Rebuilding trust in Automatic Updates


I have been, and continue to be, a massive champion of Automatic Updates in WordPress. I think it’s worth emphasising how big a difference they make to the security of your site. 

Plugins get hacked because they are out of date!

That is not to say a fully up-to-date plugin can’t be hacked, but an out-of-date plugin with an issue can and will be. 

There is also one group of people who WILL know about vulnerabilities and that is bad actors, regardless of how a vulnerability is announced, once in the wild exploits happen in a matter of hours. 

We no longer live in a world where a security patch could come out and you can wait till Patch Tuesdays to update. 

Unless you have a proactive security team, monitoring all plugins and themes across your site, or a particularly on-the-ball dev team, you are going to need to rely on automated updates.

Recently there has been great progress on the automatic update front with a new user interface for plugins and themes that allows you opt-in to automatic updates for individual plugins. Personally I would have liked to have seen it as opt-out, especially for plugins, but I can see why opt-in was chosen. I have a simple Shim plugin to make it opt-out which I put in mu-plugins; this enabled automatic updates by default for plugins.

Coming in WordPress 5.6, hopefully, will be an interface for opt-in to major version changes, something we could do via a define in wp-config.php previously. This will effectively be the last step and in theory a WordPress site could just automatically update itself without any issues.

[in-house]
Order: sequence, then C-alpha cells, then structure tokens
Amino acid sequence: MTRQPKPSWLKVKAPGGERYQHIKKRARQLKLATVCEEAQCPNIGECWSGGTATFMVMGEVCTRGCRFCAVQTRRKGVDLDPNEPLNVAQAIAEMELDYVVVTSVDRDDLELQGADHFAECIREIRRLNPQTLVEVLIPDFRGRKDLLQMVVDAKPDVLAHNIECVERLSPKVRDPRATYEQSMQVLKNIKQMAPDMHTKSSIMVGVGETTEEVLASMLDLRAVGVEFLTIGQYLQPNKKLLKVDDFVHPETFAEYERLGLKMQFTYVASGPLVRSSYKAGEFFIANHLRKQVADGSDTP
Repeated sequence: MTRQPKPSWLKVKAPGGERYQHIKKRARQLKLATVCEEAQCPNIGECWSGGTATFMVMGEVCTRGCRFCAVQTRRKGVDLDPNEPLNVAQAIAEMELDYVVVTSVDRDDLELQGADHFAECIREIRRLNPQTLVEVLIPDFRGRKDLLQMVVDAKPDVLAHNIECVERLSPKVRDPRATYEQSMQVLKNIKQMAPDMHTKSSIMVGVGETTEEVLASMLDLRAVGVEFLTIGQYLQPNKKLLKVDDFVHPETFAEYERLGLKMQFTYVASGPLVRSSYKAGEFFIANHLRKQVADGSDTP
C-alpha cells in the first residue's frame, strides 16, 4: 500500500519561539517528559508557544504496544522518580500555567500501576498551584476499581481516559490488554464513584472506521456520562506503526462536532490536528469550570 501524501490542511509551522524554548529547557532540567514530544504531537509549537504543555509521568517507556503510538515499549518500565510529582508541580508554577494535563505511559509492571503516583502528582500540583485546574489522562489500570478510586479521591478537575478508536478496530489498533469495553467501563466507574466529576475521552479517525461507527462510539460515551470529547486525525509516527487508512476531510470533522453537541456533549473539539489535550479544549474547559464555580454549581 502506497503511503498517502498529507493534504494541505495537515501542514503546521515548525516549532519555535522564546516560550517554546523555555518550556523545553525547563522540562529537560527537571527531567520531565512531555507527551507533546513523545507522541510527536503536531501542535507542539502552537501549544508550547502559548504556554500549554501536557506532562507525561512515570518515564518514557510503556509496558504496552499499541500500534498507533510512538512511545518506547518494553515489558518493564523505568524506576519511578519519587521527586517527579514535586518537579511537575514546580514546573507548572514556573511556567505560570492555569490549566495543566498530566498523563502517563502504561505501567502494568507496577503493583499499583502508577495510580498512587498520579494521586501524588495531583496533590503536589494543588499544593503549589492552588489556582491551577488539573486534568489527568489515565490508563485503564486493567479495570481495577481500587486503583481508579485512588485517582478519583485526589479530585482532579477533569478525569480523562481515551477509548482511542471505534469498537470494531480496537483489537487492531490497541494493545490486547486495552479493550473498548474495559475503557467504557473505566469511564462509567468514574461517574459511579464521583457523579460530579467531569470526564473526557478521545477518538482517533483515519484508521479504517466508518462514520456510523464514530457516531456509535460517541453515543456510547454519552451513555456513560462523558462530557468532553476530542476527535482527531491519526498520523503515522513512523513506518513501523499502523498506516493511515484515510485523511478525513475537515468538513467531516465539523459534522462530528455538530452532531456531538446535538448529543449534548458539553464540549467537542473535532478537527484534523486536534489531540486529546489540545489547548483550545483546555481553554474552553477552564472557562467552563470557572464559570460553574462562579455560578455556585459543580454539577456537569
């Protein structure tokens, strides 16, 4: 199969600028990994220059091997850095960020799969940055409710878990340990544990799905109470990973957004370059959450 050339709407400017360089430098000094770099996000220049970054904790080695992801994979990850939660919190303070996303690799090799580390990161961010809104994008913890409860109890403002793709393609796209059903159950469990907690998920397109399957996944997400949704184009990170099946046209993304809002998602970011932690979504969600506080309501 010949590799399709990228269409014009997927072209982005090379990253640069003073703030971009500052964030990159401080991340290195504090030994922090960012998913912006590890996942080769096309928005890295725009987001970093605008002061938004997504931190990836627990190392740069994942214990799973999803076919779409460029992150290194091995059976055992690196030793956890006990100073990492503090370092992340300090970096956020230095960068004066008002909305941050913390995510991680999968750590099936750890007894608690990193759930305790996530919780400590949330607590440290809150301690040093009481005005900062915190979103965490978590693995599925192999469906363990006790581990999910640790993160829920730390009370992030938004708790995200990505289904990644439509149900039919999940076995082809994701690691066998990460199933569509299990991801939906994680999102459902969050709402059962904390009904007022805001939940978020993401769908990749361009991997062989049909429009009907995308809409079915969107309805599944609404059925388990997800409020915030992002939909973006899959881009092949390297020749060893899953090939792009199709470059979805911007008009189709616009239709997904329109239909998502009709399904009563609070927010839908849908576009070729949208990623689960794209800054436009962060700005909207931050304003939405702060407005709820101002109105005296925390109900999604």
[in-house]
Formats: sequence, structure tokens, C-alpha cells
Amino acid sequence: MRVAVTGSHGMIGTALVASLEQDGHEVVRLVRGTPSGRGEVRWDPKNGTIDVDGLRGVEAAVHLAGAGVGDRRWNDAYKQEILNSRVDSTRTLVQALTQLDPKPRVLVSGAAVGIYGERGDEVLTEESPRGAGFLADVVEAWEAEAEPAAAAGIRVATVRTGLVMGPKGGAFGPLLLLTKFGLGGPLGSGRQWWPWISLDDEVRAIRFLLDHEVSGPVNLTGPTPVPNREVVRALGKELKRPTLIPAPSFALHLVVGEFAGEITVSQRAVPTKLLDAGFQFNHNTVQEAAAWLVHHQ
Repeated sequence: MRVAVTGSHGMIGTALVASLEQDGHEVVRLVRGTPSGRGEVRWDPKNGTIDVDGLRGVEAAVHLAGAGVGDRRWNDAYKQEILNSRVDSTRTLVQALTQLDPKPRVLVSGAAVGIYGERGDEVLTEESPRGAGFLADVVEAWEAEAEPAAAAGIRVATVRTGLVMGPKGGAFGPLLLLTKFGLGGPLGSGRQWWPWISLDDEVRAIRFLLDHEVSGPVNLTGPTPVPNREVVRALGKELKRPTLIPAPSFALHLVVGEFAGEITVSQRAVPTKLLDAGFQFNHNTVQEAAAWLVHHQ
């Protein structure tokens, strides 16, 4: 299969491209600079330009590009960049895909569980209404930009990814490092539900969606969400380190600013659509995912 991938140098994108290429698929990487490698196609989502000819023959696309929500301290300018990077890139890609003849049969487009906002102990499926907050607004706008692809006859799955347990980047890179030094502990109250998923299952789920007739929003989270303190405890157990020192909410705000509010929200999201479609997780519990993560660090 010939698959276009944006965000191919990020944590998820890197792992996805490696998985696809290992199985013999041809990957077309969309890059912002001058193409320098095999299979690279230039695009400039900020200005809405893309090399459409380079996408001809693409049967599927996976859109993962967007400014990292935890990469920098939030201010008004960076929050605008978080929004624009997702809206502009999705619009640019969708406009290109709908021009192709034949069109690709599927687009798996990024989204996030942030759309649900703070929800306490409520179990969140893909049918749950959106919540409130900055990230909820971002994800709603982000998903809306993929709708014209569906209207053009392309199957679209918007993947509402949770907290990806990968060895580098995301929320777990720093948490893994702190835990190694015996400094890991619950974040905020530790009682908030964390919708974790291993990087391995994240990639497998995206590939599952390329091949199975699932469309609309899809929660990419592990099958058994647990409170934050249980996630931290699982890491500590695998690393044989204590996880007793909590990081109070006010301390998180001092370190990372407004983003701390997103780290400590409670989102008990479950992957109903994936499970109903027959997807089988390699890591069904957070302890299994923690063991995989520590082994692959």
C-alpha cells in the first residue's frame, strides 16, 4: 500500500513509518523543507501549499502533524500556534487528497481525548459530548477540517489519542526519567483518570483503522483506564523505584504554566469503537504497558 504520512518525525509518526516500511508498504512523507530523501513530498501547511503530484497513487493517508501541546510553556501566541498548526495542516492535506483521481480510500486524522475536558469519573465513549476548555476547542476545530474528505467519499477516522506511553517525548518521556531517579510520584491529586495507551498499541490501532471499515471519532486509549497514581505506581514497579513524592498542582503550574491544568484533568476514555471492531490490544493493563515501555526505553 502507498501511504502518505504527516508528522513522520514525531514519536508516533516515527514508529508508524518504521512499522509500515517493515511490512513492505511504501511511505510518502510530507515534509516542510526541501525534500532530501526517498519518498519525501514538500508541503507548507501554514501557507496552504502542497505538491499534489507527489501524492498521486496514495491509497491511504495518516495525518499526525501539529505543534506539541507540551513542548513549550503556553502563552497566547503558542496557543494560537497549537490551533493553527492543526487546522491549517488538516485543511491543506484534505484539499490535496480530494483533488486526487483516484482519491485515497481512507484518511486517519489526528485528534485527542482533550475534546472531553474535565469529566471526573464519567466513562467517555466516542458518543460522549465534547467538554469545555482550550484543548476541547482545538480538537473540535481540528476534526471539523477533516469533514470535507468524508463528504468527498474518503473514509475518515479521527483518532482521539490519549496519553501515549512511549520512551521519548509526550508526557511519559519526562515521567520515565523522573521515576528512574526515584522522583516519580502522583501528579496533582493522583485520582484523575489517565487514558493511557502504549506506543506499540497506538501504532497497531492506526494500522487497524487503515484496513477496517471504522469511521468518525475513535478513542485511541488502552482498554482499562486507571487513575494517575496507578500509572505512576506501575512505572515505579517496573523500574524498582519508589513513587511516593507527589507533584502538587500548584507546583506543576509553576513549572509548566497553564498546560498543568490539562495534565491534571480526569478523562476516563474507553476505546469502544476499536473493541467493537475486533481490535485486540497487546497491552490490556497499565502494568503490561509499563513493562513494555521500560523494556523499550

So we have won, I’m out of my newly created job, after all we don’t need a WordPress Security Consultant when so many hacks are caused by out-of-date plugins, if we just keep them up-to-date.

Sadly no, I’m still going to be around.

The problem with automatic updates is humans.

You see, for automatic updates to work, we need to trust them and let them do the job, not second guess them, not decide we know best so pause them or start deciding we will only allow them for the less important things.

I’ve talked at length at the various ways to handle automatic updates and many of the reasons people give for why they don’t trust them along with why they should.

The problem is not with the system, it’s that we need humans to trust the system. Which means we need people to understand risk. 

If we update something 100 times and it fails once in the 100 times the failure rate then is 1% but humans will often perceive failure rate much higher; we oddly remember the fails and never the successes. We also oddly magically forget our own failures, our own mistakes. This type of bias means if you ask people how reliable automatic updates are they will give a much greater failure rate.

When I worked at a managed Host we saw automatic failures well under that 1% mark and these figures were skewed because we had several sites with repeated higher failures rates than others. Which leads to the question, why do some sites just seem to have a higher failure rate?

Humans. In nearly all cases the failure rate increased when humans meddled, as the host offered an opt-out system in virtually all cases the the increased rate occurred when one or more plugins had been opt-out so parity across plugins wasn’t there. In these scenarios either the human deemed a plugin to be risky or ran into an unexpected issue.

A very common scenario that caused failures would be to prevent WooCommerce from updating because it was “mission critical” but leave the payment gateway or similar, which relied on it, updating. Another fairly common scenario was pegging (leaving a plugin at a specific version) because the update was different from the current one or didn’t work with another plugin. This scenario, often meant to be temporary, then again suffers from parity drift in versions.